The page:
• Reviewed: The records of promotional expenses and the effectiveness of the policy and procedures are reviewed by management with a regular report to the board or a board committee.

9.3 Public Officials & Anti-Bribery Laws

Promotional expenses for public officials present particular risks under bribery laws.  For example, section 6 of the UK Bribery Act provides that it is an offence to offer, promise or give any financial or other advantage directly or through a third party to a public official with the intent of influencing them or retaining or obtaining an advantage in the conduct of business. The UK Ministry of Justice Guidance does however advise that it may be in some circumstances that hospitality or promotional expenditure in the form of travel and accommodation costs does not amount to ‘a financial or other advantage’ to the relevant official because it is a cost that would otherwise be borne by the relevant foreign Government rather than the official themselves.

The FCPA prohibits the corrupt ‘offer, payment, promise to pay, or authorisation of the payment of any money, or offer, gift, promise to give, or authorisation of the giving of anything of value to’ a foreign official.

The authorities are unlikely to be interested in nominal value, reasonable gifts, hospitality and expense but guidance from the authorities on what is appropriate under bribery law is broad and does not give the certainty which companies seek. To provide further detail to companies, the SFO gave updated guidance on hospitality as part of its Full Code Test.

Some guidance is also given in the FCPA Resource Handbook:

‘Some hallmarks of appropriate gift-giving are when the gift is given openly and transparently, properly recorded in the giver’s books and records, provided only to reflect esteem or gratitude, and permitted under local law.’

9.4 Examples of Bribery Risks from Promotional Expenses

There are significant bribery risks attached to promotional expenses. Here are some examples:

  • An employee or agent tries to build favour by giving improper entertaining and gifts to prospective clients to win contracts or to influence public officials.  See Buckingham Palace case study.
  • Entertainment, gifts and travel are used by a bidder to manoeuvre a company’s employees into a position of obligation either for a specific immediate purpose such as winning a contract, to gain insider information or to pave the way for larger bribery or other corruption.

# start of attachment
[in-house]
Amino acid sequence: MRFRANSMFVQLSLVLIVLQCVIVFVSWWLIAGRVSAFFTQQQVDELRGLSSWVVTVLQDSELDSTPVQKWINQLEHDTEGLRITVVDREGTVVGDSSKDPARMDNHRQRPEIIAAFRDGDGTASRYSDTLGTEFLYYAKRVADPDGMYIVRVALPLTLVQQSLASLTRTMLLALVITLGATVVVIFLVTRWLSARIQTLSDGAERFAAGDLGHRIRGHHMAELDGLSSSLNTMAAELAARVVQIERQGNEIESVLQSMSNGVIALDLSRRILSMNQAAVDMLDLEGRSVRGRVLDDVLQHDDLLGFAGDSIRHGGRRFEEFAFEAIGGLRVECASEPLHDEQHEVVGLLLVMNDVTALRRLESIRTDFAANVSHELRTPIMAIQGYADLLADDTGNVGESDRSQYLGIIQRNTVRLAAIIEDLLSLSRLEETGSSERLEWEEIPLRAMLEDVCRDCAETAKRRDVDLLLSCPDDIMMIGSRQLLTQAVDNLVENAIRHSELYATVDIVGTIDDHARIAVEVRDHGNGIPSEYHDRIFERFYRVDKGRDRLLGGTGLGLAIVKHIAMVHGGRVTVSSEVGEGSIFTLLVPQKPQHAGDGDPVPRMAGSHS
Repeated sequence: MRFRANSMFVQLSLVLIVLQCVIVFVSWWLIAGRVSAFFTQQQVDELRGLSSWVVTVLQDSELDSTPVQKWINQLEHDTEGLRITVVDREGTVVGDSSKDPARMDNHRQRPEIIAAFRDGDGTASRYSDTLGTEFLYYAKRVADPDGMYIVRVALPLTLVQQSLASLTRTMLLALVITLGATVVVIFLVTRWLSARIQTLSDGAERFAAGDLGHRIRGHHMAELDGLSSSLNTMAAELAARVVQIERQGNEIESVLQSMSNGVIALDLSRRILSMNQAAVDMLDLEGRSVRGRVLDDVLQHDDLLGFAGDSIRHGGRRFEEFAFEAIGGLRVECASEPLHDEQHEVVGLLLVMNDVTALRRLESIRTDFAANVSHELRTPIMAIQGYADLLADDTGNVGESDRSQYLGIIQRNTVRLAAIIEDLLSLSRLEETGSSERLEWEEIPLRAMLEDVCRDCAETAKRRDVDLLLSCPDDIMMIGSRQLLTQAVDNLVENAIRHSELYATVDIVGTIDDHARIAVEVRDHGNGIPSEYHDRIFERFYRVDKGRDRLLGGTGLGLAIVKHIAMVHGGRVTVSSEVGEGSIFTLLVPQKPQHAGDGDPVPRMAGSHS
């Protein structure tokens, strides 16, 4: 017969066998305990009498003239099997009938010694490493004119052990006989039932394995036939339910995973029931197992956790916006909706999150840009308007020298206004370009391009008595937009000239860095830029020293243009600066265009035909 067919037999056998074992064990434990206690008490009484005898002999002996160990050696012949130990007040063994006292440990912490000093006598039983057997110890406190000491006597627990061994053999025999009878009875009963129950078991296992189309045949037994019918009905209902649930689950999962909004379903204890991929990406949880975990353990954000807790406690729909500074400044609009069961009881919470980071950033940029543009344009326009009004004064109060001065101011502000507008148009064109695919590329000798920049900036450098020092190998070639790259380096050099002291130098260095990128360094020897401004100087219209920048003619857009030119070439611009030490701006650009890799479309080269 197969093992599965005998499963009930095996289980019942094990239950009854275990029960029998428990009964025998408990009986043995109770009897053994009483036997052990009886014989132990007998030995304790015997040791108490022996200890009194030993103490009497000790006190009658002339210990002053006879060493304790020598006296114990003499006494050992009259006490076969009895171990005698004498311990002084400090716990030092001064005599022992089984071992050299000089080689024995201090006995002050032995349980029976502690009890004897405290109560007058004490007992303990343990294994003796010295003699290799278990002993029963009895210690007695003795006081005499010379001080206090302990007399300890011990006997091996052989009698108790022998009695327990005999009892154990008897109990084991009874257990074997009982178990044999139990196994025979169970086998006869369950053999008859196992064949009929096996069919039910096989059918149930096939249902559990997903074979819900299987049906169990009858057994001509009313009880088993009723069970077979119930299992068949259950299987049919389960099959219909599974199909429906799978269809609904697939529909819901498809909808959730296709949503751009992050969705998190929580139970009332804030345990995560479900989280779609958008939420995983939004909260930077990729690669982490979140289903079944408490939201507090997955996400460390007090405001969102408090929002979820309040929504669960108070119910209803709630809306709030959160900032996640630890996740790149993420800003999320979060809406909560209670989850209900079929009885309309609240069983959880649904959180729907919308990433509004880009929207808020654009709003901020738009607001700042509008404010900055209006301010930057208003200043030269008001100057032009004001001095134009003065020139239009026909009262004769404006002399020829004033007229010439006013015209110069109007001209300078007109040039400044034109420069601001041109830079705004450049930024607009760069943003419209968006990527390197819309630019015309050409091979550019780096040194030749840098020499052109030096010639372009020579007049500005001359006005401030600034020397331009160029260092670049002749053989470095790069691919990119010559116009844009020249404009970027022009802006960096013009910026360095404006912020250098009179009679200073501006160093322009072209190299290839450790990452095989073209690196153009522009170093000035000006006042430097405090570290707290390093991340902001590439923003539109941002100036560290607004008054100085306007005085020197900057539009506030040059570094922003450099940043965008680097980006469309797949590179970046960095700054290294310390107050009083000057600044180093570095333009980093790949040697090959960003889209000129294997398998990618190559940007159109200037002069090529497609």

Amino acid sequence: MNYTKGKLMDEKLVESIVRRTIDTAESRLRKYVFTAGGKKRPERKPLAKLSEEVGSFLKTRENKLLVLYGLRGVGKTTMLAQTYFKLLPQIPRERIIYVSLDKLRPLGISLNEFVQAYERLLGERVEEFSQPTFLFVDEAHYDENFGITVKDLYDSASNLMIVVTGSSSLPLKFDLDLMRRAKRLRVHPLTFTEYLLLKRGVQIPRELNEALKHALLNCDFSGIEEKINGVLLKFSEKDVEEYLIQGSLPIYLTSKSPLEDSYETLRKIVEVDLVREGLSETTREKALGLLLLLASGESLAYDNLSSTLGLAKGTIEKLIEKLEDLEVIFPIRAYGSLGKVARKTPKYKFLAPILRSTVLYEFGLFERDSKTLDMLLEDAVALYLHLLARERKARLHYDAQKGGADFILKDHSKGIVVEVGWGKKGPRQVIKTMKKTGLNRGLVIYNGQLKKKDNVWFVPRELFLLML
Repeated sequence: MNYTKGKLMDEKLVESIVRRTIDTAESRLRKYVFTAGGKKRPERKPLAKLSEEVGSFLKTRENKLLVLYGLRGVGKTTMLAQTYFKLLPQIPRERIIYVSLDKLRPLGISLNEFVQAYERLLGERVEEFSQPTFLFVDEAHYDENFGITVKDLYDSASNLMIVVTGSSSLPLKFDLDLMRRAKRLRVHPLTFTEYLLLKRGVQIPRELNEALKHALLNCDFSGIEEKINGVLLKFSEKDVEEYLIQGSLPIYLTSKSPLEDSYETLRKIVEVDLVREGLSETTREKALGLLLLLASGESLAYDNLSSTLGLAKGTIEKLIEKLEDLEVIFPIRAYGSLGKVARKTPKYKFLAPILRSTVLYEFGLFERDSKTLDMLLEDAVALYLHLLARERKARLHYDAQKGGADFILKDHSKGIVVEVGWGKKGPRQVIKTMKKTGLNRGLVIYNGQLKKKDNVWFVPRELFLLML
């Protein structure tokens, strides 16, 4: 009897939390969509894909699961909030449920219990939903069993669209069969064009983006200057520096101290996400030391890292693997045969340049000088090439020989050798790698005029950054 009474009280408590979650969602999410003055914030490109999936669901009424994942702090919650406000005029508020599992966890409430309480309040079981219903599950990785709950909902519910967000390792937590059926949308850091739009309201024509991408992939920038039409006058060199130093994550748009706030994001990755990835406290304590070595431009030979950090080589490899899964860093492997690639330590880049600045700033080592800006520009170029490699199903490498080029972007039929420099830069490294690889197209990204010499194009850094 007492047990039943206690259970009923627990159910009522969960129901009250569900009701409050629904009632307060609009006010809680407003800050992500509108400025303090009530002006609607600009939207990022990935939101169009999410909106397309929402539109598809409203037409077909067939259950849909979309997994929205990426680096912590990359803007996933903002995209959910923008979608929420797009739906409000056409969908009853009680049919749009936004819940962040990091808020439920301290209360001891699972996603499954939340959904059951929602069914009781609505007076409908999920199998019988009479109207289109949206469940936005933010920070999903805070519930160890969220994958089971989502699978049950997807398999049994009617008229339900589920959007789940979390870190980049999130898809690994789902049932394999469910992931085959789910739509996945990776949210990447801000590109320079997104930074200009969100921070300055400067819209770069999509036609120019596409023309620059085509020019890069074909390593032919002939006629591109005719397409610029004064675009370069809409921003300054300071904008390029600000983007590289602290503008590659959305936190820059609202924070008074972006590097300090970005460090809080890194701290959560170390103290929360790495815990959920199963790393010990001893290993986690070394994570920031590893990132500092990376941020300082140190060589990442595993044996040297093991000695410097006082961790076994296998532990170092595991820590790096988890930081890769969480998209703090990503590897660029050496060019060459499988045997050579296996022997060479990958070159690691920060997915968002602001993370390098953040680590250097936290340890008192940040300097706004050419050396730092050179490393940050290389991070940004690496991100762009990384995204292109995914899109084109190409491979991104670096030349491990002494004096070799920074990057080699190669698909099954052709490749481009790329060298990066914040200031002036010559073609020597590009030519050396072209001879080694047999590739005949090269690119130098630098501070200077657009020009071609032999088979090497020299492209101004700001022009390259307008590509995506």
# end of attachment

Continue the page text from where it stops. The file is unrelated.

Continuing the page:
• Promotional expenses are given to public officials and contravene laws such as the UK Bribery Act or the FCPA. Click here for a case involving hospitality of foreign public officials at the 2008 Summer Olympics.
  • Lavish travel and entertaining with little business content being used to bribe executives or public officials. A specific example is sponsorship of medical experts attending conferences with little business content and substantial travel and hospitality benefits.

Very often, promotional expenses involve grey areas where it can be difficult to judge the appropriate level of hospitality or expenses. An employee may have to make a snap judgement and is then drawn unwittingly into an inappropriate situation which may be judged as a breach of the company’s no-bribes policy. In some societies, the business culture involves gift giving and entertaining and employees may be uncertain how to manoeuvre through the nuances of customs while balancing a desire not to cause offence and yet stay within the company’s no-bribes policy.

Bribery cases incorporating abuse of gifts and hospitality are not limited to large companies.

SMEs also need to understand the risks from promotional expenses and ensure they have policies and procedures in place. Click here for FLIR Systems case study.

9.5 Local Customs

The local customs for gifts and hospitality in some societies, do not sit easily with the provisions of policies and anti-bribery laws.

In China, for example, the custom of gifts and favours called ‘guanxi’ is used to build relationships.  Such customs create and strengthen networks which can take on added importance in countries where the rule of law is weak.  While gifts and entertainment support relationship building, they can degrade into bribery with ever larger gifts.

China itself has been engaging in a crackdown on corruption, including tightening the regulations governing state officials’ ability to accept gifts.  A correlated slump in sales of luxury goods has been attributed to the changes.

Similarly, in South Korea, there is a culture of gift giving and the government introduced a law in 2016 to restrict ‘jeopdae,’ which is the term for entertaining business colleagues, government officials and journalists.

South Korea: law restricting gifts to public officials

The Anti-Corruption and Bribery Prohibition Act, commonly known as the Kim Young-ran law, took effect on 28 September 2016. The Act has a strict liability offence prohibiting the provision of a benefit to a public official where the benefit is:

  • valued in excess of 1 million won (about U.S. $900); or,
  • when aggregated with other benefits from the same source, is in excess of 3 million won (about U.S. $2700) over a one year period.